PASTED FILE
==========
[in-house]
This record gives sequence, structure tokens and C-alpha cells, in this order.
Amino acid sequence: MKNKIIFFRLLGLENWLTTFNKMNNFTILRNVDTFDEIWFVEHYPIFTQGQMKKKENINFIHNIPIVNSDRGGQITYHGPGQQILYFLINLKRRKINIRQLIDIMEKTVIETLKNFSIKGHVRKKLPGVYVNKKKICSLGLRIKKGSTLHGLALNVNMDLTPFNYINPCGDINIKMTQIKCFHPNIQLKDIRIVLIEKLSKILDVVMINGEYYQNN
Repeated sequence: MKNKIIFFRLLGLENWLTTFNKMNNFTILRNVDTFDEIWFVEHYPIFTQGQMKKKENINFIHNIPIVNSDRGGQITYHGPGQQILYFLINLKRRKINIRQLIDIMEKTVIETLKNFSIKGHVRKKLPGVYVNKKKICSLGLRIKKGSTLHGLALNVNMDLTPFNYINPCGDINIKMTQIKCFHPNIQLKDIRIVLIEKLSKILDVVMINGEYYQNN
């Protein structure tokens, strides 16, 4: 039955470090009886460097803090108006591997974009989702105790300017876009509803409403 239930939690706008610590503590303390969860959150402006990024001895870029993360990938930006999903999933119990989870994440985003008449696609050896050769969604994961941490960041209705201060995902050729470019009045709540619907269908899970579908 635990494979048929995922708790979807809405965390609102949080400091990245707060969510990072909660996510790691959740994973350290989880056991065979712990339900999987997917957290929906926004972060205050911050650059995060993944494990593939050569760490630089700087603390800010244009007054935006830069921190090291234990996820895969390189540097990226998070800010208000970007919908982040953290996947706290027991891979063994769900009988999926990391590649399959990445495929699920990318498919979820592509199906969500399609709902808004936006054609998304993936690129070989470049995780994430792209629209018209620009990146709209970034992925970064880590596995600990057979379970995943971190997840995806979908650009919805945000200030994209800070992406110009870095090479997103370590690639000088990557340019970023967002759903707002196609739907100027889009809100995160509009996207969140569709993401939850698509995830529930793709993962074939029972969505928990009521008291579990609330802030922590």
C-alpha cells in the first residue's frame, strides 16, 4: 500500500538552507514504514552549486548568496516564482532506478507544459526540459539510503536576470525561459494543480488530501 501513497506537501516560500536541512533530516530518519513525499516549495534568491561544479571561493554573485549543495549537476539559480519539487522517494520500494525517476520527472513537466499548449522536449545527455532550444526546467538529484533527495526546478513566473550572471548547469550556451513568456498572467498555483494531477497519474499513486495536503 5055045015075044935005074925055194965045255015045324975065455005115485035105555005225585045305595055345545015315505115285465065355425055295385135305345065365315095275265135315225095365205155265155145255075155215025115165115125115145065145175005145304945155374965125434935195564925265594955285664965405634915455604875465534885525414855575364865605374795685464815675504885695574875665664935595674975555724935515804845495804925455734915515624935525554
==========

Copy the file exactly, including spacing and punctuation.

[in-house]
This record gives sequence, structure tokens and C-alpha cells, in this order.
Amino acid sequence: MKNKIIFFRLLGLENWLTTFNKMNNFTILRNVDTFDEIWFVEHYPIFTQGQMKKKENINFIHNIPIVNSDRGGQITYHGPGQQILYFLINLKRRKINIRQLIDIMEKTVIETLKNFSIKGHVRKKLPGVYVNKKKICSLGLRIKKGSTLHGLALNVNMDLTPFNYINPCGDINIKMTQIKCFHPNIQLKDIRIVLIEKLSKILDVVMINGEYYQNN
Repeated sequence: MKNKIIFFRLLGLENWLTTFNKMNNFTILRNVDTFDEIWFVEHYPIFTQGQMKKKENINFIHNIPIVNSDRGGQITYHGPGQQILYFLINLKRRKINIRQLIDIMEKTVIETLKNFSIKGHVRKKLPGVYVNKKKICSLGLRIKKGSTLHGLALNVNMDLTPFNYINPCGDINIKMTQIKCFHPNIQLKDIRIVLIEKLSKILDVVMINGEYYQNN
């Protein structure tokens, strides 16, 4: 039955470090009886460097803090108006591997974009989702105790300017876009509803409403 239930939690706008610590503590303390969860959150402006990024001895870029993360990938930006999903999933119990989870994440985003008449696609050896050769969604994961941490960041209705201060995902050729470019009045709540619907269908899970579908 635990494979048929995922708790979807809405965390609102949080400091990245707060969510990072909660996510790691959740994973350290989880056991065979712990339900999987997917957290929906926004972060205050911050650059995060993944494990593939050569760490630089700087603390800010244009007054935006830069921190090291234990996820895969390189540097990226998070800010208000970007919908982040953290996947706290027991891979063994769900009988999926990391590649399959990445495929699920990318498919979820592509199906969500399609709902808004936006054609998304993936690129070989470049995780994430792209629209018209620009990146709209970034992925970064880590596995600990057979379970995943971190997840995806979908650009919805945000200030994209800070992406110009870095090479997103370590690639000088990557340019970023967002759903707002196609739907100027889009809100995160509009996207969140569709993401939850698509995830529930793709993962074939029972969505928990009521008291579990609330802030922590």
C-alpha cells in the first residue's frame, strides 16, 4: 500500500538552507514504514552549486548568496516564482532506478507544459526540459539510503536576470525561459494543480488530501 501513497506537501516560500536541512533530516530518519513525499516549495534568491561544479571561493554573485549543495549537476539559480519539487522517494520500494525517476520527472513537466499548449522536449545527455532550444526546467538529484533527495526546478513566473550572471548547469550556451513568456498572467498555483494531477497519474499513486495536503 5055045015075044935005074925055194965045255015045324975065455005115485035105555005225585045305595055345545015315505115285465065355425055295385135305345065365315095275265135315225095365205155265155145255075155215025115165115125115145065145175005145304945155374965125434935195564925265594955285664965405634915455604875465534885525414855575364865605374795685464815675504885695574875665664935595674975555724935515804845495804925455734915515624935525554